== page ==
Nawaz Sharif is a completely changed person since his return from exile. He is much more articulate and determined to restore the country’s image. When he paid a surprise visit to his archrival, Imran Khan, in hospital on Tuesday night, it was enough evidence, that he is a man of his word, and means business.

Rebuilding the economy, which has been in free fall, is his top priority and will be an insurmountable challenge, but he has set himself on course by tasking his trusted lieutenant, Ishaq Dar, to start preparing the new budget, due next month. As far as investment is concerned, his eyes must be focused on the Gulf countries, a region, where he commands enormous respect, and from where he can be assured of a positive response. An indication of the interest shown in Pakistan’s development was evident when a team of Gulf consuls general, based in Karachi, had long discussions with Sindh Governor Ishratul Ebad Khan shortly before elections on investing in the energy sector, banking and other fields.

Nawaz Sharif, as I know him, for I had a chance to be with him for quite some time between 1995 and 1999, is a downright patriot. And despite being a businessman, his priority is to do something concrete for the poorer sections of the country’s population. Also, he is forthright, and talks to foreign delegations, including heads of state, with a sense of pride in being a Pakistani. He won the confidence of Custodian of the Two Mosques King Abdullah, Sheikh Khalifa of the UAE and others. Both King Abdullah and Sheikh Khalifa were among the first to congratulate him on his marvellous victory.

All Nawaz has to do now after settling in office, is to visit Saudi Arabia, and seek Riyadh’s cooperation. The Saudi king himself will muster support for Pakistan from the member states of the GCC. These countries alone can invest so much in Pakistan that American and European assistance will be secondary.

Nawaz Sharif has set an agenda for himself to accord recognition to all those who have secured a public mandate in their areas of influence. He has already visited Imran Khan to mend fences with him. His visit to the hospital was a masterstroke and showed beyond any shadow of doubt that he does not suffer from any inhibition or egotistical issues.

Similarly, the PML Senator Pervez Rashid had said on the very next morning of elections that he recognised and respected the mandate of Altaf Hussain and his party. The MQM should have responded positively to that. The MQM has not had a very good innings during the last five years it supported the PPP. It is time it learned its lesson. The PPP is never going to give them local bodies, or the district government to rule Karachi. They would rather keep the power and the finances of the local self-government to themselves. That has been a practice of the PPP. Expecting them to do otherwise, will be delusional.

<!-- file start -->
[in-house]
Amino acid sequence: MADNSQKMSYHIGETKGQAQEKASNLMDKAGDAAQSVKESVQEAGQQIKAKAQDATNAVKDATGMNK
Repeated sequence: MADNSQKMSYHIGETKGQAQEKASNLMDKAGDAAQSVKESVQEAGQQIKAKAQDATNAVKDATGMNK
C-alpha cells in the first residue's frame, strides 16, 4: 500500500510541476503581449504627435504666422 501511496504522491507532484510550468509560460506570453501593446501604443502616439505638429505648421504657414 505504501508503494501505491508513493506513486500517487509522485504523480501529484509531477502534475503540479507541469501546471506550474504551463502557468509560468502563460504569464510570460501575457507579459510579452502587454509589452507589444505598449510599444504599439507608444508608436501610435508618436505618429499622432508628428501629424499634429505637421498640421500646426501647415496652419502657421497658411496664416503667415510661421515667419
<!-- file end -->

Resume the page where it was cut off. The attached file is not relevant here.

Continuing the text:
Two major problems the government of Nawaz Sharif can expect to face are dealing with the Taliban and handling the Americans. He has been favouring negotiations with the Taliban. Keeping the Punjab trouble free during the elections speaks volumes for PML-N’s tactful handling of the Taliban, while Sindh, Karachi especially, and Khyber Pakhtunkhwa were ravaged by persistent attacks on party offices and rallies that made the campaigning difficult. Sharif is sure to invite the Taliban to the negotiating table, or at least send messages of peace with his government. Likewise, he is expected to deal diplomatically with the Americans and under no condition compromise the country’s sovereignty. His comfortable electoral victory has already compelled Washington to work toward a closer relationship with Islamabad.

John Kerry, US Secretary of State, intends to visit Pakistan at the earliest. Within 48 hours of Kerry’s statement, US President Barack Obama telephoned Sharif to congratulate him on his victory in the elections. He also hoped to have a meeting with him very soon. This is evidence enough to prove that a government, coming with a popular mandate, will command respect not only from the citizens, but also from the international community.

Nawaz Sharif is experienced in dealing with international issues and has been straightforward in his talks with the Americans in the past. He has time and again outlined that he will not compromise the country’s sovereignty. The message to Washington is loud and clear: America will have to stop drone attacks or then lose the right to use Pakistan’s airspace. Nothing could be clearer than that.

 The writer is a blogger. This article has been reprinted from Arab News.